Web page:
“Overseas they are interested in this technology and the fact that we’ve been out there involved with this equipment for quite awhile now,” he added. “We’re well known because we’re the original manufacturer of this machinery and have built many hundreds of them over the decades.”

            Jackson Lumber Harvester has equipped mills in the United Kingdom, Portugal, Saudi Arabia, Korea, South Africa, Chile, Iceland and many other countries.

 

Polo and Business

            Tiger plays tournament games two days per week, he practices two to three days per week, and he rides nearly every day. “I will admit, this is hard on your back and neck,” he said. “Polo players typically can stay at the sport fairly long, probably into their early 40s, but you start to get worn out and realize you’re now playing against men in their 20s.”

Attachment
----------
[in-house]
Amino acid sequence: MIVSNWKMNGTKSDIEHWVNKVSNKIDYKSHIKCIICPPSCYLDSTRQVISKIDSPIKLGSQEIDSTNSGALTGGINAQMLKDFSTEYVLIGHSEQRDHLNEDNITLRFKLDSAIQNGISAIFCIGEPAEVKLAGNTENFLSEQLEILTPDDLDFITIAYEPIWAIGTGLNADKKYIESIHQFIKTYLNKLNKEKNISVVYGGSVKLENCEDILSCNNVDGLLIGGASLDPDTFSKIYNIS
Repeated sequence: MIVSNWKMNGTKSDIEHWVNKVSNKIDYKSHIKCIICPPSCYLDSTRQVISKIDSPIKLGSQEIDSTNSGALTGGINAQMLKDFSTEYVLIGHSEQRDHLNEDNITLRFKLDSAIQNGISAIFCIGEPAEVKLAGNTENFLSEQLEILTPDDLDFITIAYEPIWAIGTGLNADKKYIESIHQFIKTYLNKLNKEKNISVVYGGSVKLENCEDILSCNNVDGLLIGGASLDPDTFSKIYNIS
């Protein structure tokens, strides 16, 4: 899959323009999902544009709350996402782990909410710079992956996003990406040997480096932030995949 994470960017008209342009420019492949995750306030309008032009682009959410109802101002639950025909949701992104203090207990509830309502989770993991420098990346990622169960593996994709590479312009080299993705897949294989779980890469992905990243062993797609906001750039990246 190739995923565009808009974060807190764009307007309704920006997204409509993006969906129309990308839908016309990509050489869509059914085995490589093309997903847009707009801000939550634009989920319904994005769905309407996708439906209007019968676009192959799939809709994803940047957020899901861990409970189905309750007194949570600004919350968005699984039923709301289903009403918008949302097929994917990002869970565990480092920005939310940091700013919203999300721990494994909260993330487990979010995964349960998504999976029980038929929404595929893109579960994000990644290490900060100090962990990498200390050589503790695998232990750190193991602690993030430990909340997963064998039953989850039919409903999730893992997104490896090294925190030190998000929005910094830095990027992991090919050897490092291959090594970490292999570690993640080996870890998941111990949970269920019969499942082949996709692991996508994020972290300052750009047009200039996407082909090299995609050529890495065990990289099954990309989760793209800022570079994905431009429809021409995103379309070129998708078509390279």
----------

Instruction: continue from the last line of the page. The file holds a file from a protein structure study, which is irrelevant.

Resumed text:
The sport has provided Tiger with a lot of opportunities to travel. He recently played in Sheridan, Wyoming at a new club, the Flying H. The owner of club has a ranch of 36,000 acres.

            “He really just gives you the run of the place when you visit,” said Tiger. “That includes horseback riding, camping and fishing in addition to polo. It’s absolutely awesome.”

            Tiger and his wife, Susan, have four children. She stays busy taking care of the children and their farm, as well as traveling as a family to some of Tiger’s matches.

            When he retires as a professional polo player, Tiger probably will take a more active leadership role in South Carolina Shavings and may expand the business, he indicated.